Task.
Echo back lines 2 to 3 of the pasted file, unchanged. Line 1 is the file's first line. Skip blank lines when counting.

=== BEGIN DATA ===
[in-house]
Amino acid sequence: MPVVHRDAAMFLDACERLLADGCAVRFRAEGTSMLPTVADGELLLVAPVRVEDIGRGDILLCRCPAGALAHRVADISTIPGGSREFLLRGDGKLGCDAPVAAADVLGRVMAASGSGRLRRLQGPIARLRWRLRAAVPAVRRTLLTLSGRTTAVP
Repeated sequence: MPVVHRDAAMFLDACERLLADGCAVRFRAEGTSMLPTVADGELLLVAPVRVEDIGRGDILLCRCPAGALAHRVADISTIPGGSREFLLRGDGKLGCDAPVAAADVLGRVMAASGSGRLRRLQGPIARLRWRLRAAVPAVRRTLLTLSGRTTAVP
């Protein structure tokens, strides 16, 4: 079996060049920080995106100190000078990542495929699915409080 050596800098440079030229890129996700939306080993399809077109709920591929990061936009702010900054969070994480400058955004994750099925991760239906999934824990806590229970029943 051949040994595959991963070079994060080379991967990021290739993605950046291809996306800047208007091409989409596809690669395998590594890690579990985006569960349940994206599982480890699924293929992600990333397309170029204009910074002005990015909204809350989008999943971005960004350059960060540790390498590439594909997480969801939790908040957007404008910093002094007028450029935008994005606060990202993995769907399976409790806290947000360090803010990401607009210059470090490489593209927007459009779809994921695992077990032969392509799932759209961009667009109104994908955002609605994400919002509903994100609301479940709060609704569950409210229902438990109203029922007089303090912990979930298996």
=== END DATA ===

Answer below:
Amino acid sequence: MPVVHRDAAMFLDACERLLADGCAVRFRAEGTSMLPTVADGELLLVAPVRVEDIGRGDILLCRCPAGALAHRVADISTIPGGSREFLLRGDGKLGCDAPVAAADVLGRVMAASGSGRLRRLQGPIARLRWRLRAAVPAVRRTLLTLSGRTTAVP
Repeated sequence: MPVVHRDAAMFLDACERLLADGCAVRFRAEGTSMLPTVADGELLLVAPVRVEDIGRGDILLCRCPAGALAHRVADISTIPGGSREFLLRGDGKLGCDAPVAAADVLGRVMAASGSGRLRRLQGPIARLRWRLRAAVPAVRRTLLTLSGRTTAVP